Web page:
Just hours after the release of an alternative implementation of the bitcoin software, a group of miners, exchanges and service providers who work with the digital currency issued a letter stating that they would not back any "controversial" changes to the bitcoin network.
The letter calls for an increase in the cap that currently limits the bitcoin blockchain's transaction processing capabilities while also voicing support for a proposal called Segregated Witness, code previously put forward by the team behind the majority-used Bitcoin Core software as part of a broader scalability roadmap.
Those signing the letter said they reject the viability of a "contentious hard-fork", a change to the bitcoin software that makes previous versions incompatible. In this instance, all of the network's users would either have to download new software in order to be part of the new chain, or transaction history, or continue running the old version.
In the case of Bitcoin Classic, the change could result in one network operating with blocks with a 2MB block size cap and another with the existing 1 MB cap.
The letter reads:
"We think any contentious hard fork contains additional risks and potentially may result in two incompatible blockchain versions, if improperly implemented. To avoid potential losses for all bitcoin users, we need to minimize the risks. It is our firm belief that a contentious hard-fork right now would be extremely detrimental to the bitcoin ecosystem."
The publication followed the release of Bitcoin Classic, an effort to raise the block size limit of the bitcoin network by means of a hard fork. Prior to the release of the client, those backing the project claimed significant support from the bitcoin mining community, going as far as listing a number of mining entities on the project’s main website.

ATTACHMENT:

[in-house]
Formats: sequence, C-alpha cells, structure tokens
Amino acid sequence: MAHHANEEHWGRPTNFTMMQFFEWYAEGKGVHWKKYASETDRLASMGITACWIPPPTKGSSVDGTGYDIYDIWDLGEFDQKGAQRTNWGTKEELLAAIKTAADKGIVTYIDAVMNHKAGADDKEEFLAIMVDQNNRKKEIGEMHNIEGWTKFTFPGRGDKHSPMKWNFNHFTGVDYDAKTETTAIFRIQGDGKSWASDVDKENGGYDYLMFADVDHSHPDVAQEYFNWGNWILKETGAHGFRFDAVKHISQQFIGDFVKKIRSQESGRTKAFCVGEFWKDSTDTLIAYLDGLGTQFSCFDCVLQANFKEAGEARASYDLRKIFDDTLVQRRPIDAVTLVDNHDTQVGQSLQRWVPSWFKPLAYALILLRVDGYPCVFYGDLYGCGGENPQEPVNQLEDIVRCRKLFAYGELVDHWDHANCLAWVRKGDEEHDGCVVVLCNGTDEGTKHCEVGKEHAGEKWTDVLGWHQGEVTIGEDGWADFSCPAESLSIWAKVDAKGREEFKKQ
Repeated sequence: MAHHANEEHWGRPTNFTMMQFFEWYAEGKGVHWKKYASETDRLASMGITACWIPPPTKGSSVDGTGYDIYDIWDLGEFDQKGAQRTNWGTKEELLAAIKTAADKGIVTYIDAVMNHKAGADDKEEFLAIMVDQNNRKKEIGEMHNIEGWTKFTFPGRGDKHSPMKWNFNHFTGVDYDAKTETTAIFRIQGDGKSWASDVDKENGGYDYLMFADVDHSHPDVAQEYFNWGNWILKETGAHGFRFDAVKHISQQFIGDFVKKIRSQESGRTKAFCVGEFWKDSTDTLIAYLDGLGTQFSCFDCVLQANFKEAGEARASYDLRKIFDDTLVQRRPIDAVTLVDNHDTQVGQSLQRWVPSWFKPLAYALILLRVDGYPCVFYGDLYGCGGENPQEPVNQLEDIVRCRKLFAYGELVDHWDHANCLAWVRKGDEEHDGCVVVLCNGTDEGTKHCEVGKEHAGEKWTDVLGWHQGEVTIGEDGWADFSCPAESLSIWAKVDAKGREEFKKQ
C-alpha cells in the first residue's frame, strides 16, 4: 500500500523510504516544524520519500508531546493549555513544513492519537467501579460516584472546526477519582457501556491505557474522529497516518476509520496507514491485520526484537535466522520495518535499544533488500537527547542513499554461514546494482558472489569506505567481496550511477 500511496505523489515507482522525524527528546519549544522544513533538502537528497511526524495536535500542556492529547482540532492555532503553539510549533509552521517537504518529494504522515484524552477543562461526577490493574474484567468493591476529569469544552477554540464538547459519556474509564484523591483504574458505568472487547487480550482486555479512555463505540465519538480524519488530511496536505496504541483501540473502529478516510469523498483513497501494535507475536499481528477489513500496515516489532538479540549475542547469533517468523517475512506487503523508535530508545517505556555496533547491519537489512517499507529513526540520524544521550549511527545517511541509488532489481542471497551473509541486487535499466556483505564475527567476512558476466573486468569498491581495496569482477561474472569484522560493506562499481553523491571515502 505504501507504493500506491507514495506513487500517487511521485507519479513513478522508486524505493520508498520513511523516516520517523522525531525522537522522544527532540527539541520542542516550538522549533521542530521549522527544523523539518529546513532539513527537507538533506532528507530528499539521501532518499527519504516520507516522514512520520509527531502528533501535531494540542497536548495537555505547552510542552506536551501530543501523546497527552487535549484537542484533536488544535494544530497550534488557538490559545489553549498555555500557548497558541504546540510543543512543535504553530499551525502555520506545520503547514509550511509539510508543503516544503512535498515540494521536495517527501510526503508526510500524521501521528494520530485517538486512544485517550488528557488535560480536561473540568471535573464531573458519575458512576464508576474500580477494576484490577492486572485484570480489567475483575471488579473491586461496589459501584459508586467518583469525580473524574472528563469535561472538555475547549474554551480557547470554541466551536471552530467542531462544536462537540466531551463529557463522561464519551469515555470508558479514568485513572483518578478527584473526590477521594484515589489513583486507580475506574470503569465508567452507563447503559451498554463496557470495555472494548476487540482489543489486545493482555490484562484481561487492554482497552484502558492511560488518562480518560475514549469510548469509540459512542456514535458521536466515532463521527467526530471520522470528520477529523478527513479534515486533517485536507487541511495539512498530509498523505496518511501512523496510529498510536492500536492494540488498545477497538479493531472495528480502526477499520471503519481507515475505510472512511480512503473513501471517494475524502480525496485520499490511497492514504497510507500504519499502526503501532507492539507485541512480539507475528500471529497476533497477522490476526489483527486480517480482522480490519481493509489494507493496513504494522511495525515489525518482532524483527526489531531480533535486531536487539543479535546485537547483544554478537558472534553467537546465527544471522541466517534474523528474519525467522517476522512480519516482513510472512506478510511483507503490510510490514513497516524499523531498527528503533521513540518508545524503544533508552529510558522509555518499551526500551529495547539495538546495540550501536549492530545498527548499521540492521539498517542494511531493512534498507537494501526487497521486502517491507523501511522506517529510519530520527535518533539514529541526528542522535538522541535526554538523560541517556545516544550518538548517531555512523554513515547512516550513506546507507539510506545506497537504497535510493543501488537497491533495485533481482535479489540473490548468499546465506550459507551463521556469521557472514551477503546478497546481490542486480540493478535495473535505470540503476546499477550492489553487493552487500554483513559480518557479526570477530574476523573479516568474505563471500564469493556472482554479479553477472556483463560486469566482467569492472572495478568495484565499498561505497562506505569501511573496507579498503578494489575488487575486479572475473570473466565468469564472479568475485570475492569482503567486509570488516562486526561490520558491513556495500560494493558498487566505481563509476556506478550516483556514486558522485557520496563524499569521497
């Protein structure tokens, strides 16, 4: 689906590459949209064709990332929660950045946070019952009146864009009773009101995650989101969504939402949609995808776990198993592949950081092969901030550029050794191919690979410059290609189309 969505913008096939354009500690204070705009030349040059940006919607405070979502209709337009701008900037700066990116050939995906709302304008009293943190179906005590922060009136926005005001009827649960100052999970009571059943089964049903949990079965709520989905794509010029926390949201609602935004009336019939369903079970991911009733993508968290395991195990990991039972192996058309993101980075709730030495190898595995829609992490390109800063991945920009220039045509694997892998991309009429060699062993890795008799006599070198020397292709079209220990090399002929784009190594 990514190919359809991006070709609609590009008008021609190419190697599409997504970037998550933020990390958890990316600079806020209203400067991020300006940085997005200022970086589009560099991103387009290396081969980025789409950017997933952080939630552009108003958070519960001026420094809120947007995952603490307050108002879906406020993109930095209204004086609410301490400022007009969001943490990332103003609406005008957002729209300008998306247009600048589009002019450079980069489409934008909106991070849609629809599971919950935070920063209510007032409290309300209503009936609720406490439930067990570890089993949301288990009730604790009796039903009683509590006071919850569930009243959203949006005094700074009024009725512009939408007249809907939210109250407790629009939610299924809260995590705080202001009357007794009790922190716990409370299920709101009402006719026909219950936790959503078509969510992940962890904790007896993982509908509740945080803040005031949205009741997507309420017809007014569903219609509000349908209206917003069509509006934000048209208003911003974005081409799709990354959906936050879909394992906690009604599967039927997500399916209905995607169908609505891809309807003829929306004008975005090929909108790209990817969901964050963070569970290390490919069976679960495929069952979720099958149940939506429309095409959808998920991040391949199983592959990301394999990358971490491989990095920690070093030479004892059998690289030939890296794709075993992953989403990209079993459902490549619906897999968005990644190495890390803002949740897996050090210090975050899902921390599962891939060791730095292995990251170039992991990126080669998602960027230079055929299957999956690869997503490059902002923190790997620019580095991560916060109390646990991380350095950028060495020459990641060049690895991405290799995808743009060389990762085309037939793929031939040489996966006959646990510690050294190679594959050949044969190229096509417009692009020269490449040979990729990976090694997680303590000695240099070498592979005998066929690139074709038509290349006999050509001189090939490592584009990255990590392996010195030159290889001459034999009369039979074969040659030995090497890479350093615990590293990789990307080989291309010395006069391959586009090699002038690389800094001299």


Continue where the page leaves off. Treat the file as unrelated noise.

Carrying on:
Yet, doubts remained as to the level of support from miners (particularly those based in China) for the Bitcoin Classic proposal.
The letter’s signatories include mining entities BitFury, BW.com, BTCC, F2Pool and GHash.IO, a list that constitutes close to 70% of the bitcoin’s hash rate distribution, according to data from Blockchain.info.
Most notably, the letter states that signatories would not run production-grade versions, nor would they mine blocks as part of a hard fork of the bitcoin network, naming Bitcoin Classic and Bitcoin XT, an earlier proposal to hard fork the network, specifically.
The letter explains:
"We are as a matter of principle against unduly rushed or controversial hard-forks irrespective of the team proposing and we will not run such code on production systems nor mine any block from that hard-fork. We urge everyone to act rationally and hold off on making any decision to run a contentious hard-fork (Classic/XT or any other)."
Those signing the letter also called for greater collaboration with the team behind Bitcoin Core, though the wording notably does not preclude those involved from running test versions of the Bitcoin Classic network.
"In the next three weeks, we need the Bitcoin Core developers to work with us and clarify the roadmap with respect to a future hard-fork which includes an increase of the block size," the letter states. "Currently we are in discussions to determine the next best steps."
A full list of signatories can be found here.
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